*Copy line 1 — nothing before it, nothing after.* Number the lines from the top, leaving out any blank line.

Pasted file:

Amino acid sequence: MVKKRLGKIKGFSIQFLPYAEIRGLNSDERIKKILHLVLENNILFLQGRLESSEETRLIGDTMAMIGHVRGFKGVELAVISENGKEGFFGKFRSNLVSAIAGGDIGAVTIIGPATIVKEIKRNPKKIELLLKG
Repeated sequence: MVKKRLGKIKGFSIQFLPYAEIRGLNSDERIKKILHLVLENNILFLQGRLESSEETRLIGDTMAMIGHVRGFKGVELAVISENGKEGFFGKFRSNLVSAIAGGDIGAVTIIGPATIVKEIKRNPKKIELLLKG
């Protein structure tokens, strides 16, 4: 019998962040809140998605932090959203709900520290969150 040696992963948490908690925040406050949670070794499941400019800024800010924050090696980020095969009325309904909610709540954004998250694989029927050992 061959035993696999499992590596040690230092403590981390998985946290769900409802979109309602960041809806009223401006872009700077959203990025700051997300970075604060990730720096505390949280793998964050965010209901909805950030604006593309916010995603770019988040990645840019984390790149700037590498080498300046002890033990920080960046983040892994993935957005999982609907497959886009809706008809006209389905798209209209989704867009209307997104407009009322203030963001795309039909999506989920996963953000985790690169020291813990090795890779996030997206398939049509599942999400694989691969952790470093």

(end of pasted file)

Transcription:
Amino acid sequence: MVKKRLGKIKGFSIQFLPYAEIRGLNSDERIKKILHLVLENNILFLQGRLESSEETRLIGDTMAMIGHVRGFKGVELAVISENGKEGFFGKFRSNLVSAIAGGDIGAVTIIGPATIVKEIKRNPKKIELLLKG